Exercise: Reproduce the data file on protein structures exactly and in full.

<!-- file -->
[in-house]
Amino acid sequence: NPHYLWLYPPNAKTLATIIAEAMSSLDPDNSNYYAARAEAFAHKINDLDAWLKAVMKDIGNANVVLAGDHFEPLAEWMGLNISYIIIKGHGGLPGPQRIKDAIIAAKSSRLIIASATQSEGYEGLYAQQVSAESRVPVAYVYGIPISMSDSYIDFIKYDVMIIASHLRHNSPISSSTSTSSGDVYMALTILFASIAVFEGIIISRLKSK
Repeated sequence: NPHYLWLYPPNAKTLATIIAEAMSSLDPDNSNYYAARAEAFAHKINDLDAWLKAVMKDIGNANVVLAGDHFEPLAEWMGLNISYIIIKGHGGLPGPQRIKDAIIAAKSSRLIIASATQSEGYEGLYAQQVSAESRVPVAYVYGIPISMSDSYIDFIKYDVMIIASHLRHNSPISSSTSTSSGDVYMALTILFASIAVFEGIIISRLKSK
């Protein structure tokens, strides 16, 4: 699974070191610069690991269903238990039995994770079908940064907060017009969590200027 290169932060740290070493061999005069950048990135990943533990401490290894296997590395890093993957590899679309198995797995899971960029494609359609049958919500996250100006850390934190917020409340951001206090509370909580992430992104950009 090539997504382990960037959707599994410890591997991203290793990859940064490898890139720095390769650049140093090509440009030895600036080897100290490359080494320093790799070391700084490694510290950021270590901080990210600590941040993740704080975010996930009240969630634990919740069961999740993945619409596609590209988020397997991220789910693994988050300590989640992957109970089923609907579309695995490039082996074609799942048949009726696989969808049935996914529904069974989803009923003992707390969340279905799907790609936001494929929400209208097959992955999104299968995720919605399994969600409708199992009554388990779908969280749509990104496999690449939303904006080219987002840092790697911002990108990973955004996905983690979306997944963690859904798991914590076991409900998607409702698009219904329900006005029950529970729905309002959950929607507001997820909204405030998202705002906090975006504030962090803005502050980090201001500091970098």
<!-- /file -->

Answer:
[in-house]
Amino acid sequence: NPHYLWLYPPNAKTLATIIAEAMSSLDPDNSNYYAARAEAFAHKINDLDAWLKAVMKDIGNANVVLAGDHFEPLAEWMGLNISYIIIKGHGGLPGPQRIKDAIIAAKSSRLIIASATQSEGYEGLYAQQVSAESRVPVAYVYGIPISMSDSYIDFIKYDVMIIASHLRHNSPISSSTSTSSGDVYMALTILFASIAVFEGIIISRLKSK
Repeated sequence: NPHYLWLYPPNAKTLATIIAEAMSSLDPDNSNYYAARAEAFAHKINDLDAWLKAVMKDIGNANVVLAGDHFEPLAEWMGLNISYIIIKGHGGLPGPQRIKDAIIAAKSSRLIIASATQSEGYEGLYAQQVSAESRVPVAYVYGIPISMSDSYIDFIKYDVMIIASHLRHNSPISSSTSTSSGDVYMALTILFASIAVFEGIIISRLKSK
């Protein structure tokens, strides 16, 4: 699974070191610069690991269903238990039995994770079908940064907060017009969590200027 290169932060740290070493061999005069950048990135990943533990401490290894296997590395890093993957590899679309198995797995899971960029494609359609049958919500996250100006850390934190917020409340951001206090509370909580992430992104950009 090539997504382990960037959707599994410890591997991203290793990859940064490898890139720095390769650049140093090509440009030895600036080897100290490359080494320093790799070391700084490694510290950021270590901080990210600590941040993740704080975010996930009240969630634990919740069961999740993945619409596609590209988020397997991220789910693994988050300590989640992957109970089923609907579309695995490039082996074609799942048949009726696989969808049935996914529904069974989803009923003992707390969340279905799907790609936001494929929400209208097959992955999104299968995720919605399994969600409708199992009554388990779908969280749509990104496999690449939303904006080219987002840092790697911002990108990973955004996905983690979306997944963690859904798991914590076991409900998607409702698009219904329900006005029950529970729905309002959950929607507001997820909204405030998202705002906090975006504030962090803005502050980090201001500091970098």